Article image
Article image
Article image
Article image
Article image
Article image
Article image
Article image
Article image
Article image
Article image
Article image
This article displays in one automatically-generated column. View the full page to see article in its original form.

West Coast Times. SATURDAY, APRIL 4, 1868.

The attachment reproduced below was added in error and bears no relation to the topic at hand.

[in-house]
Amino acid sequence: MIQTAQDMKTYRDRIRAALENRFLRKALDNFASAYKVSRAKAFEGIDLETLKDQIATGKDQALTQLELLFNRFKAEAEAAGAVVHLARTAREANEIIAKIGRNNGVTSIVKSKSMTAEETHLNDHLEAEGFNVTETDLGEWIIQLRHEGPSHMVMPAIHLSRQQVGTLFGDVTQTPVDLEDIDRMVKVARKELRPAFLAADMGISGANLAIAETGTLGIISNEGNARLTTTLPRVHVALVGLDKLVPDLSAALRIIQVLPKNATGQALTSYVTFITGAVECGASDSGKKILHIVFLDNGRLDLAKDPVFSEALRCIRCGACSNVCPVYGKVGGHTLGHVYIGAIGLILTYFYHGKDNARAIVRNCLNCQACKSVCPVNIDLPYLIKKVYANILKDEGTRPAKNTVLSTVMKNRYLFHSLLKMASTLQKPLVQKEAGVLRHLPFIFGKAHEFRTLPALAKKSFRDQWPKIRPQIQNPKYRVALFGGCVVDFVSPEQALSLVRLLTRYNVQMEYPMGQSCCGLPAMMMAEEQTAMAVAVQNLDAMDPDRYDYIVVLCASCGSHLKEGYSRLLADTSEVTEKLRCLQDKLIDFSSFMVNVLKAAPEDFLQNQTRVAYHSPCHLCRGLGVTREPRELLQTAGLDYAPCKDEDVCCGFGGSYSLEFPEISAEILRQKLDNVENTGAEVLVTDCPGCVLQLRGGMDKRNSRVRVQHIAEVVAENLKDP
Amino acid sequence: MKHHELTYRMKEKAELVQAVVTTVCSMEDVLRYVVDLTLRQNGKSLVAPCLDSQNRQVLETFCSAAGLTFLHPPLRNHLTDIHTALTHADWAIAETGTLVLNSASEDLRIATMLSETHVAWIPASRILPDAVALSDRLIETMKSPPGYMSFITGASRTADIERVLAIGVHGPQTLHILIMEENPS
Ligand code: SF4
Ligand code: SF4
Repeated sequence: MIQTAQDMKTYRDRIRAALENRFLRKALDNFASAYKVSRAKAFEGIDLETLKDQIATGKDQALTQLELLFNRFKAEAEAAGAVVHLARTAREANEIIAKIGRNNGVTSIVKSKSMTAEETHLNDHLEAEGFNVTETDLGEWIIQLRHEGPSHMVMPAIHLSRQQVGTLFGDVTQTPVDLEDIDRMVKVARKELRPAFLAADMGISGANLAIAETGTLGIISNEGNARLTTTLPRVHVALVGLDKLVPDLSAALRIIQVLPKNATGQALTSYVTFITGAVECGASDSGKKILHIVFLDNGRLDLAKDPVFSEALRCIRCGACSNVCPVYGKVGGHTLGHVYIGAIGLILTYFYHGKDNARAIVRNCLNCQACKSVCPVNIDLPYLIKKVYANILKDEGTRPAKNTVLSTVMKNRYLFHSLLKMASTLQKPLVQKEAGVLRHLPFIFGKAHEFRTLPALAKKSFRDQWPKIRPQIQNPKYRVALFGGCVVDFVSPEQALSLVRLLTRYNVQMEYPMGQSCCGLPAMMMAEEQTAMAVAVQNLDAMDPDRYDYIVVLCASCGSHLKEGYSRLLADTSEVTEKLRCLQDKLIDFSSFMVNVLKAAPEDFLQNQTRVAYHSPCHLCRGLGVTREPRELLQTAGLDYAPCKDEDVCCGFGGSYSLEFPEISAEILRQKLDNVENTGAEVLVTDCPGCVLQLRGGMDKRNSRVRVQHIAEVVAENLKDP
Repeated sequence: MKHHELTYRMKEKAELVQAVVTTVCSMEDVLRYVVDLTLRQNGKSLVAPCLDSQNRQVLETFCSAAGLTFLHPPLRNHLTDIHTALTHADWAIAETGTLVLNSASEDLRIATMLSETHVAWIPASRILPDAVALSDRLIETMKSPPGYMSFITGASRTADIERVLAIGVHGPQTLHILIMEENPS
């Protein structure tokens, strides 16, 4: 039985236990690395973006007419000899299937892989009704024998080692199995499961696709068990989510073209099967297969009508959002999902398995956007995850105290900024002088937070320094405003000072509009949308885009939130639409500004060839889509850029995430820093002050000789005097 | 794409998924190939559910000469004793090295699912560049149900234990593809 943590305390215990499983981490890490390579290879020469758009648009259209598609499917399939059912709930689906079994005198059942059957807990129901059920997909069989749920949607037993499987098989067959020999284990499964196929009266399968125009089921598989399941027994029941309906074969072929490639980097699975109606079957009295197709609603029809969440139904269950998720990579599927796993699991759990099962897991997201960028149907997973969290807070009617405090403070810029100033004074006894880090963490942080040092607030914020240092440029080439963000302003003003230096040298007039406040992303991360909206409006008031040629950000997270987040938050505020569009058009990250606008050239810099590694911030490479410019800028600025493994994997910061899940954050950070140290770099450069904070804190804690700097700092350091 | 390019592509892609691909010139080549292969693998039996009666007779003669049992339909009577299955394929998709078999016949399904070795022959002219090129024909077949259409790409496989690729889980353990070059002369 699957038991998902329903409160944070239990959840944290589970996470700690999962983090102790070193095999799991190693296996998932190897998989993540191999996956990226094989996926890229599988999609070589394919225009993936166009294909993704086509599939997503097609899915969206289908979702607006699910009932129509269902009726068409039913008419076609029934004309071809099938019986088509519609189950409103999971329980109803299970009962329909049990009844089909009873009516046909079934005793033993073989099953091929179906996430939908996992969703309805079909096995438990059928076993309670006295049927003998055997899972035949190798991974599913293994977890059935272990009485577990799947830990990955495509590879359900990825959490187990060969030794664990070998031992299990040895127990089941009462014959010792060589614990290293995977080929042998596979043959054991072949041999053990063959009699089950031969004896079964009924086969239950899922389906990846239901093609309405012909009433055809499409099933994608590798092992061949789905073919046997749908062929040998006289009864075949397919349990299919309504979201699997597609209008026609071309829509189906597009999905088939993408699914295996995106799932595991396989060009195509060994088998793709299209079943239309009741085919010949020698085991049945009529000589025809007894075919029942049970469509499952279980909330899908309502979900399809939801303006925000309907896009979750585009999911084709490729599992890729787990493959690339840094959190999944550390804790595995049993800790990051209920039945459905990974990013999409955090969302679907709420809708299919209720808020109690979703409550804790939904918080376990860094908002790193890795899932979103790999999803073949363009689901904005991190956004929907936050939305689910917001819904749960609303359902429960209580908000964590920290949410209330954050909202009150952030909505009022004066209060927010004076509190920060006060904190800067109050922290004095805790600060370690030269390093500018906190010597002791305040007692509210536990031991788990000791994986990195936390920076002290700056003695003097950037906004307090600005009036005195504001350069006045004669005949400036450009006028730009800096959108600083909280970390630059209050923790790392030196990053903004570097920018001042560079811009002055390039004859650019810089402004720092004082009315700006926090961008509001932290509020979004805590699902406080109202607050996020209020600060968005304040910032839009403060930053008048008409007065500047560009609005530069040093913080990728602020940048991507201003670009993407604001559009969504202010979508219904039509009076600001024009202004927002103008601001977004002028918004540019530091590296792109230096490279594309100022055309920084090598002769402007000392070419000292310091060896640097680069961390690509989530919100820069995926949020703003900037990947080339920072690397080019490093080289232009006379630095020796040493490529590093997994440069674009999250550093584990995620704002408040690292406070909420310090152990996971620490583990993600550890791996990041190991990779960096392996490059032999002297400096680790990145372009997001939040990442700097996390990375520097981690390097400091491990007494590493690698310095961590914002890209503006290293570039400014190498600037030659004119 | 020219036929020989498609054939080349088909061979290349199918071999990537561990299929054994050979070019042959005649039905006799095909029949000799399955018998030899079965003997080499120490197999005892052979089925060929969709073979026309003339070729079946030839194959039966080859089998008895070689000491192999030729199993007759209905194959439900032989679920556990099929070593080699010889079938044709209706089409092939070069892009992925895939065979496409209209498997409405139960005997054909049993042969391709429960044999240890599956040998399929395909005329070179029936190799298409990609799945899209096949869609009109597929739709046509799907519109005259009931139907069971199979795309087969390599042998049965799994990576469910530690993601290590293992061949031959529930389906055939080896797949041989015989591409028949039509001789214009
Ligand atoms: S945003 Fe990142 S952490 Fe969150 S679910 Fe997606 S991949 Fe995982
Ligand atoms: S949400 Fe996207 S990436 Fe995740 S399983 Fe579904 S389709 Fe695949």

Me Harrison" has been elected by a majority of seventeen votes over Mr Shaw, as Member for the Westland Boroughs in the General Assembly. Eighty-nine electors voted for Mr Har : rison at Greymouth, and one for Mr Shaw. Eighty electors voted for Mr Shaw at Hokitika, and nine for MiHarrison. We are glad to find that Mr Shaw has only nine enemies on the Elcctorial Roll in Hokitika. That Mr Harrison polled as many as nine votes here, is some proof of the existence of an independent opinion. That Mr Shaw polled only one vote at Greymouth is still plainer proof that Greymouth has no independent public opinion whatever. Mr Harrison, who was defeated on two occasions as a candidate for a seat in the Provincial Council, and elected to the seat he at present holds on the County Council by a majority of two votes only, was, yesterday*, elected to the, Assembly by the unanimous choice of the Grey electors—minus one ! On this occasion all Greymouth parties and factions united in a common cause. They would not have a Hokitika man! That is the wholo reading of the matter. The electors who would not have Mr Harrison to be their member in the County Council, came to his rescue yesterday, when it was found that a Hokitika man was in the field. It was not a question of personal merits upon which the contest hinged. It was a question of the supremacy of the two towns. It so happens that a very much larger number of persons are qualified to vote